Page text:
Weekly report of a young feminist #9: Gender quotas represent a significant necessity for limping democracies like ours
Let me answer the first question which probably popped in your head: no, the quotas don’t immediately favour women. Globally, quotas in political competition usually pertain both genders, and their main importance lies in the necessity of gender equality in the world governments. Important fact to mention is that quotas are not acquired to prioritize women, but rather to balance the proportion of men and women in general. Common phenomenon is to target the candidate lists which in some cases mean that first two places are obliged to be taken by both man and woman. This weekend the election in Slovakia will define our position and relevance as European allies. Therefore, the timing is about right to dedicate some space to gender quotas and explain, why is it relevant to keep the feminist ideology in mind also during the electoral decisions.
Most importantly, applying gender quotas doesn’t create an impact on our individual votes. Functioning democracies which celebrate freedom in its every form would never allow intervention in human’s fundamental rights and yet those democratic countries are the first to implement such quotas. This means that quotas usually balance the competition and ensure the highest possible impartiality. Now the simple question follows, why are we so against it? Currently, our situation in V4 is very complicated and society is attacked by various authoritarian models accompanied by restrictions targeting people’s free will. Moreover, fake news is their favourite tool. Disinformation is on its rise and those who use it are actively trying to change the public opinion on many topics, among which gender is the ultimate enemy. In general, lack of information about quotas generate the opportunity to become a popular public threat.
Several countries in Europe, for instance Belgium, Spain or Finland already implemented such regulations and their parliaments are more diverse than in the countries where are the quotas rejected. In Belgium, almost 43% of the seats are taken by women, in Spain the number reaches almost 48% and we all know the success of Finish government where it’s composed of female prime minister and 11 female ministers (out of 18). This illustrates that world have enough competent women to run the countries, however, the reason why are women so unrepresented originates in the past and in stereotypes. We must realize that politics was made by and for men in a patriarchal society so unfortunately few decades of feminism and voting rights will not change its origin. Therefore, we as a reliable society, have to help disadvantaged to gain the general balance which is so essential. As we created voting system based on several regions within one country, so everyone can elect their representative, we should create the opportunity for women to have the same chance of being elected and become political leaders.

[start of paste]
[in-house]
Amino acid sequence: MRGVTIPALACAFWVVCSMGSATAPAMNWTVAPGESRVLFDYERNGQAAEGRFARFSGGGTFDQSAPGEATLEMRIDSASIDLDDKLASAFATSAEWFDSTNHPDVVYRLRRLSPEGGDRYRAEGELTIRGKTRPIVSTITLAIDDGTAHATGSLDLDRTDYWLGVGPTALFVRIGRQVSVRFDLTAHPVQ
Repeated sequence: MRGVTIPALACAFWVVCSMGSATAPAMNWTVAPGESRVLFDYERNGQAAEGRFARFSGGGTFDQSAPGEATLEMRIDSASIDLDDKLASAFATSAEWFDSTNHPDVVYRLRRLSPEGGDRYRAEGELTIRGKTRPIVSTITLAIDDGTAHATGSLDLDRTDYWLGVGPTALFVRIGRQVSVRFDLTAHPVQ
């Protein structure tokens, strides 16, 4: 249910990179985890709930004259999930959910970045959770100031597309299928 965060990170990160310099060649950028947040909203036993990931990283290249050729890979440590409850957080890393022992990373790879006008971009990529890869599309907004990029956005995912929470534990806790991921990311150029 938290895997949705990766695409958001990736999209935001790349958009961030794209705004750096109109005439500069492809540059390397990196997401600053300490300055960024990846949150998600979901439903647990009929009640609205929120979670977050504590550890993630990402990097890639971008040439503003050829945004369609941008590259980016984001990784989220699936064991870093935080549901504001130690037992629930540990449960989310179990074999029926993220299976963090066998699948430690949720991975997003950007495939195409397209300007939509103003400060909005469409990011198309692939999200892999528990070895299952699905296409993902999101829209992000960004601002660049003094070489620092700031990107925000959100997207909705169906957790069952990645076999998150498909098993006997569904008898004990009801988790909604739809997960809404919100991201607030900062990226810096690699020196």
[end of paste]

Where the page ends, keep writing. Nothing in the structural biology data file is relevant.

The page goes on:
Finally, my choices for the elections tomorrow won’t come as a surprise. I’ll vote for PS/Spolu because of their progressivity and solicitude for women’s status. My number one choice from their candidate list is Simona Petrík (#9) who is the first politician openly campaigning with the feminist agenda and who established feminist platform Ženy Spolu within the party. My second vote goes to Lucia Plaváková (#28) who is the LGBTQ activist and wants to live happily with her female partner and their kid in Slovakia. Which is indeed currently an impossible task. My third favourite is Petra Hitková (#75), expert for the education who is trying to bring our school system back to life. Last position in my ranking is taken by Tamara Stohlová (#43) who is a young and talented environmentalist fighting everyone’s fight for climate.
Feel free to inspire by my list and I hope to see you in your polling station. Good luck to us!